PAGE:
One of the more interesting tracks is Butcher Boy an old traditional folk song that Douglas and company perform in a quirky meter, with a new original chorus section written by Douglas. <<>>
One of the album’s contemplative-sounding instrumentals is a piece called Go Ahead and Leave, in which Douglas’ Dobro is at its most plaintive. <<>>
The band allows itself to go all Nashville on an original piece called Hot Country 84.5. Despite the title, the group takes piece at an easy-going tempo that ends the album on a kind of happy note. <<>>
Jerry Douglas, arguably the world’s leading contemporary exponent of the Dobro and other resonator guitars, on his new album What If, has created an eclectic but enjoyable recording which can find audiences among fans of the New Acoustic Scene, the jam band world, open-minded jazz fans and even some country aficionados. The sound is innovative, but with familiar elements of the aforementioned styles. The playing is first class, with Douglas doing for the Dobro what Bela Flack has done with the banjo, taking his instrument out of its typical stylistic environment. The album has a good collection of material, most of it original, but with creativity applied to the cover tunes. Although Douglas with his Dobro is the leader of the group, the other members of the band are given as many solo feature opportunities as Douglas himself takes.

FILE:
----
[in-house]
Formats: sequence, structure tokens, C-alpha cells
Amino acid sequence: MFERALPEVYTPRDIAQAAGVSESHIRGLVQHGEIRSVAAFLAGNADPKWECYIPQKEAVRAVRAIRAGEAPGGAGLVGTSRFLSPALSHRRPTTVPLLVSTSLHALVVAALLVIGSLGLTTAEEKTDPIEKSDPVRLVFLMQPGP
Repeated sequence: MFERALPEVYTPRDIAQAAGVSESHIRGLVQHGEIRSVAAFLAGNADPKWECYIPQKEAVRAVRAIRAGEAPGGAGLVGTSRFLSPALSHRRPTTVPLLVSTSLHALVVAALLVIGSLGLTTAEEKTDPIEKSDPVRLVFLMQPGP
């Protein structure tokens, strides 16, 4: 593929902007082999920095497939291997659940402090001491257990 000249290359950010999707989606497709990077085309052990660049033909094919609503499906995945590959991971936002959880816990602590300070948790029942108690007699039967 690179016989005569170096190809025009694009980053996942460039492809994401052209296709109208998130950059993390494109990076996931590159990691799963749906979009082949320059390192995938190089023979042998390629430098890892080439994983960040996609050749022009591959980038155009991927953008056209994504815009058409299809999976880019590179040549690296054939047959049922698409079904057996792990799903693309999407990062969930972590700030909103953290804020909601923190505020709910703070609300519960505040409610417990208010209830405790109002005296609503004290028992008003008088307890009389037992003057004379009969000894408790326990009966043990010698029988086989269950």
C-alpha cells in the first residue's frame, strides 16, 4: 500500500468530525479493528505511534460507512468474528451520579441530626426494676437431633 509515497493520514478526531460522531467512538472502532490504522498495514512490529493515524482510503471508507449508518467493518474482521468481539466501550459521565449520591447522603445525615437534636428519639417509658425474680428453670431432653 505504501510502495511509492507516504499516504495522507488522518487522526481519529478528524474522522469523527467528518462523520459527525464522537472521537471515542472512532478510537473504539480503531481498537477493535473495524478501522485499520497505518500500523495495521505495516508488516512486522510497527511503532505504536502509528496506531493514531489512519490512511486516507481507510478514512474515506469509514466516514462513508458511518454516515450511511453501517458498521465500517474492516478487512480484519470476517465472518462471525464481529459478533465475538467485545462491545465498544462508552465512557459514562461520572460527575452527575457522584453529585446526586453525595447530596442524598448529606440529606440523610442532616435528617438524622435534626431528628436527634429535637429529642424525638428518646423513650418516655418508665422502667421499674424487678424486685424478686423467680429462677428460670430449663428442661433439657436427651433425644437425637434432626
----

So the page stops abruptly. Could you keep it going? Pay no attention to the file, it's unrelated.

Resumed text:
Our grade for audio quality is an “A.” The sound is clean and open. There are virtually no significant studio effects, in fact the album is mostly devoid of reverberation, giving it an intimate sound. The dynamic range is better than average, the recording generally maintains the ebb and flow of the performance’s changes in volume.
Ubiquitous Dobro man Jerry Douglas has been releasing a series of worthwhile albums for 28 years. This new one, What If, was named after the question, “What if someone who played the Dobro formed a band with a horn section.” I think its one of his best yet.